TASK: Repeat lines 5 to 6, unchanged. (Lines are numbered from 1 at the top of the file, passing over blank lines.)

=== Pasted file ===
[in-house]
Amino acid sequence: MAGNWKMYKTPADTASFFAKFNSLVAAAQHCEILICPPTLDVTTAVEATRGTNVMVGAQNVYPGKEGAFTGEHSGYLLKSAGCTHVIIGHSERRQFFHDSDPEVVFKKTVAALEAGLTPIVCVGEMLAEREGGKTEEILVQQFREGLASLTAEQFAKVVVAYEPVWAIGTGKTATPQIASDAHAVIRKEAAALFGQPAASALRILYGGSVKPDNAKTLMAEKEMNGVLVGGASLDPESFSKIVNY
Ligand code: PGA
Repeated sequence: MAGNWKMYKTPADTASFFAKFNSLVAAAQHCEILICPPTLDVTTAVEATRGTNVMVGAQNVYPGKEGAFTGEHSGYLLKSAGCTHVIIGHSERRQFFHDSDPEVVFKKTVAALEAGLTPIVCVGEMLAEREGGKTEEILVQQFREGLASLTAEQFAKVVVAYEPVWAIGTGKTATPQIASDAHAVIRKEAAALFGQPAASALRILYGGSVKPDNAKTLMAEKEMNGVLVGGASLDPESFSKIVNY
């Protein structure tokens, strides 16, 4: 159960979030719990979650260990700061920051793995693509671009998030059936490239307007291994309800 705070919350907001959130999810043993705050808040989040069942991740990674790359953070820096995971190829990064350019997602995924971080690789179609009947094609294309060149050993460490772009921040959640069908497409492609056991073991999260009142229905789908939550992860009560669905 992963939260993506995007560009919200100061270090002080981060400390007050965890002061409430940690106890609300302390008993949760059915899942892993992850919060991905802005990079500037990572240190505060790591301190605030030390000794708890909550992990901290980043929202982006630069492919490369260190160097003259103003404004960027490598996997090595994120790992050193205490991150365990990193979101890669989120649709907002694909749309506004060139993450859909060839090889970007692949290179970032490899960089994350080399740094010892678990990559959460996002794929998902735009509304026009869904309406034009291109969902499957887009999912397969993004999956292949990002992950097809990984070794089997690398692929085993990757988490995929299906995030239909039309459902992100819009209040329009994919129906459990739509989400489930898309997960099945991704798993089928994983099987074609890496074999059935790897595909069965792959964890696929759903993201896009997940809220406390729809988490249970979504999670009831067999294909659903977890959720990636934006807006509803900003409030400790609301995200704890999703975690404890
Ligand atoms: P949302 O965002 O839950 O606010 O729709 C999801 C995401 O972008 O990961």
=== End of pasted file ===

């Protein structure tokens, strides 16, 4: 159960979030719990979650260990700061920051793995693509671009998030059936490239307007291994309800 705070919350907001959130999810043993705050808040989040069942991740990674790359953070820096995971190829990064350019997602995924971080690789179609009947094609294309060149050993460490772009921040959640069908497409492609056991073991999260009142229905789908939550992860009560669905 992963939260993506995007560009919200100061270090002080981060400390007050965890002061409430940690106890609300302390008993949760059915899942892993992850919060991905802005990079500037990572240190505060790591301190605030030390000794708890909550992990901290980043929202982006630069492919490369260190160097003259103003404004960027490598996997090595994120790992050193205490991150365990990193979101890669989120649709907002694909749309506004060139993450859909060839090889970007692949290179970032490899960089994350080399740094010892678990990559959460996002794929998902735009509304026009869904309406034009291109969902499957887009999912397969993004999956292949990002992950097809990984070794089997690398692929085993990757988490995929299906995030239909039309459902992100819009209040329009994919129906459990739509989400489930898309997960099945991704798993089928994983099987074609890496074999059935790897595909069965792959964890696929759903993201896009997940809220406390729809988490249970979504999670009831067999294909659903977890959720990636934006807006509803900003409030400790609301995200704890999703975690404890
Ligand atoms: P949302 O965002 O839950 O606010 O729709 C999801 C995401 O972008 O990961």